I am always asked this time of year, "What should Christians do with Halloween?" Now, for most Americans Halloween is a fun night to dress up and eat candy, but it does have some connection to pagan ritual and is a holy time for neo-pagans. Therefore, many Christian families feel that it is inappropriate for a Christ follower to participate. So what is right?
A few years ago, Mark Driscoll, a pastor in Seattle, wrote a wonderful article on the broader idea of how should Christians interact with culture? He basically concluded that Christians can do one of three things with the culture: we can reject it, we can receive it or we can redeem it.
I tend to agree with his conclusion and I believe his paradigm can apply to Halloween. There is no getting away from Halloween; it is a big part of what it means to be an American. So as Christians, we can either reject it, receive it or redeem it.
We can reject Halloween, pretend like it doesn't happen, and keep our children sheltered from the notion, but let's be honest, this is impossible and will likely lead to some resentment in your child's heart for being left out.
We can receive Halloween and treat it like a fun day that the whole country enjoys, but where do you draw the line on how much of Halloween you accept?
Or we as Christians can redeem Halloween. The world has flavored this day in our culture to be a day of pointless costumes and expensive candy; how are we as Christians going to take back the flavor of this day.
Rather than asking, "Should we celebrate Halloween?" I think the better question for parents to ask is, "How should we celebrate Halloween, or Christmas, or Easter or any other holiday?"
In Christ, we are not called to live some days for God's glory, have a few days of sin, and then live a bunch of days somewhere in between; we are called to redeem every day, every hour, for the glory of God. So this Oct. 31, while the whole world is dressing up and loading up on candy, how are you as a follower of Jesus going to redeem that day for his glory? I don't think the answer is pretending like it isn't Halloween.
If you are a parent and your child wants to dress up for Halloween, know that dressing up can be a great tool for teaching. But rather than letting them dress up like Justin Bieber or Cinderella, get a warrior costume for your son and then read to them the account of Revelation 19 when the Christians go into battle with Christ.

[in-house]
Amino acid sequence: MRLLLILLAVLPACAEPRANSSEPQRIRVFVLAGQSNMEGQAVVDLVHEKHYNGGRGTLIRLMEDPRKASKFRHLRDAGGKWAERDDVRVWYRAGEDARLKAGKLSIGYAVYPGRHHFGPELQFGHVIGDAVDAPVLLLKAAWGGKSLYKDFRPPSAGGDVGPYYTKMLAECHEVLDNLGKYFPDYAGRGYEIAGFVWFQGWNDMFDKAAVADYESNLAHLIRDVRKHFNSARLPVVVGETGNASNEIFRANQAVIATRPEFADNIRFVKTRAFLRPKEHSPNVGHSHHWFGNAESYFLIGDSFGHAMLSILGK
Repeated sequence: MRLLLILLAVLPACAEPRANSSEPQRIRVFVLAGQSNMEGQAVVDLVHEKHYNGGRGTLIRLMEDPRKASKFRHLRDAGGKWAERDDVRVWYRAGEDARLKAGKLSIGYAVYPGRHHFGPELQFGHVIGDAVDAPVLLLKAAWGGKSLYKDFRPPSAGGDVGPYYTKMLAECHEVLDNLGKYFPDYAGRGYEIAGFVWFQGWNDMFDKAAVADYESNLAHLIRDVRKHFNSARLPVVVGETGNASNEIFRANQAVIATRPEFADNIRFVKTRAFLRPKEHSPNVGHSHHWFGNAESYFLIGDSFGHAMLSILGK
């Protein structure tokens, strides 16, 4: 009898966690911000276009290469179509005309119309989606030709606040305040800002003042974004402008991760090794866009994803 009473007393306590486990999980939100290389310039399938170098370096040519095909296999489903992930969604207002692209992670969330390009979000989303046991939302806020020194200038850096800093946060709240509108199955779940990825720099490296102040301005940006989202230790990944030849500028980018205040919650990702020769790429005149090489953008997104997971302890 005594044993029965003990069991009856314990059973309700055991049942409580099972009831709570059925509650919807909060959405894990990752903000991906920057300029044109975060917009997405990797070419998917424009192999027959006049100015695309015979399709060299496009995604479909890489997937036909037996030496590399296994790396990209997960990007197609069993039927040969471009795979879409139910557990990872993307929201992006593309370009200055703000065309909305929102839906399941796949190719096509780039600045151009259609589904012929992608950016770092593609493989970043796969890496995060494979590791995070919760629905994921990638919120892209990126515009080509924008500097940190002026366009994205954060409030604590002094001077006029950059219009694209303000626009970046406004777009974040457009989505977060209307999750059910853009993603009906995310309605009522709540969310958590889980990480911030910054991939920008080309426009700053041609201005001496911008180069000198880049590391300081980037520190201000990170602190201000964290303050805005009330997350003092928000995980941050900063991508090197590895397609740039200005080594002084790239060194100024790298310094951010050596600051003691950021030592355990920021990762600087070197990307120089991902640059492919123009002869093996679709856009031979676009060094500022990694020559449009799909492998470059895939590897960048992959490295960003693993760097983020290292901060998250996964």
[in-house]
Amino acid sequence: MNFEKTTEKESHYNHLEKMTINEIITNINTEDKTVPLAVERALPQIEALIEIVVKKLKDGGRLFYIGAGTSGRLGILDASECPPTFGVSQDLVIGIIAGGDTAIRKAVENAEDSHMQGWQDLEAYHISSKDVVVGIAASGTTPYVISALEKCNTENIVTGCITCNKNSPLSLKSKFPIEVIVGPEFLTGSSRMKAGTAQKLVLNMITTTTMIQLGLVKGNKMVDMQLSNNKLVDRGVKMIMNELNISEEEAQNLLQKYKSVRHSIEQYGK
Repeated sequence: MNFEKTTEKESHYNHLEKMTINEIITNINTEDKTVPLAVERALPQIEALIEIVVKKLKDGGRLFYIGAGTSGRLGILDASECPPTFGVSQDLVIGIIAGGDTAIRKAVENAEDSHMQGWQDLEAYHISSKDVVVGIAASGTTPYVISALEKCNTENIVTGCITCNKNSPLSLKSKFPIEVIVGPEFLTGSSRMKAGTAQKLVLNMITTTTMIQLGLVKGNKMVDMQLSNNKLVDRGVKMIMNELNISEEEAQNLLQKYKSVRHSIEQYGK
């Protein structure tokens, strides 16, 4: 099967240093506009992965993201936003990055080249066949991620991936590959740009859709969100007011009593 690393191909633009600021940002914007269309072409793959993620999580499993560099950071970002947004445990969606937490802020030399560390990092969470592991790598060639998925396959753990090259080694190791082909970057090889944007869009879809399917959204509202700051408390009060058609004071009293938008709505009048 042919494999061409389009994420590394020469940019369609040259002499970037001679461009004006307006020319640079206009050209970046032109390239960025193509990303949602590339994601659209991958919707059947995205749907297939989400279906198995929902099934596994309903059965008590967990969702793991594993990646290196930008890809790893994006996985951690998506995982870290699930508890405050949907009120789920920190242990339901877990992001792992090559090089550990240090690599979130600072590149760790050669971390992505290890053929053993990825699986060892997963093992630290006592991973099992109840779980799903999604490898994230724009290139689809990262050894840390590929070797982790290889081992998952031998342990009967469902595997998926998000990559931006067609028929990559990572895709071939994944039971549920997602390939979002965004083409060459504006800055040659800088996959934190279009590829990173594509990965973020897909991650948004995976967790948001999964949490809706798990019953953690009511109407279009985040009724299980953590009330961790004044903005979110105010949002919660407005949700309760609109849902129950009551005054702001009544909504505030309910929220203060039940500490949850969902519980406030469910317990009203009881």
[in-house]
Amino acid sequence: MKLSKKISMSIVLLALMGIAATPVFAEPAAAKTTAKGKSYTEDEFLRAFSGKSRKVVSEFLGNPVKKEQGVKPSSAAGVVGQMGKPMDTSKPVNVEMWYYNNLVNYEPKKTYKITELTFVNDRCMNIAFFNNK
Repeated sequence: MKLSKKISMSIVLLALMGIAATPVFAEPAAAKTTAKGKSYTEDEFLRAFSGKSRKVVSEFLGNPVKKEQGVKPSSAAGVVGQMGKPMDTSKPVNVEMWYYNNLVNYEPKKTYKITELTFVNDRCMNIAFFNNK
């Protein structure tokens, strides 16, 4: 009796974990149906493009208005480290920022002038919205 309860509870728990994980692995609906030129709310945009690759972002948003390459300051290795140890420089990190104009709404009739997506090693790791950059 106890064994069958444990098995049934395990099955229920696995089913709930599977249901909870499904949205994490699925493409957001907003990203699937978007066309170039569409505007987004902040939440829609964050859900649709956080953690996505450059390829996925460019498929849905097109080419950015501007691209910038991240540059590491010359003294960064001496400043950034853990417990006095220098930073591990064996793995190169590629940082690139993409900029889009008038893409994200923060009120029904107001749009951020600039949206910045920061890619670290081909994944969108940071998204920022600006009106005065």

Another idea is to dress your son or your daughter up like a Bible character or someone famous from church history. An example here is a man or a woman from the time of the reformation; after all, it was Oct. 31, 1517 that the reformation of the church began, when Martin Luther hung the 95 Thesis on the church doors at Wittenburg.
If you want to take your child trick or treating, make sure that they don't waste the hours with the only purpose of getting as much candy as possible. An idea here is to have your child make a few cards with words of truth or encouragement written on them. For example, "Christ Jesus came to save sinners" or simply "God loves you." Let your children write these cards and then have them give a card to every house they visit. This is a great way to teach your children about sharing God's truth with everyone they meet.
Redeeming the culture isn't difficult, it just takes some intentional thought and effort. Halloween is a big day in the life of children. I still remember being so excited about dressing up and going door-to-door to get my favorite candy.
As a parent, you have a golden opportunity to shape that energy of your child into something that is God-honoring and eternal. Don't waste this Oct. 31 -- redeem that day for the glory of Christ.
Jason Dees is senior pastor at First Baptist Church of Covington. He can be reached at 770-786-9031 or www.firstbaptistcovington.com or www.facebook.com/jasondees.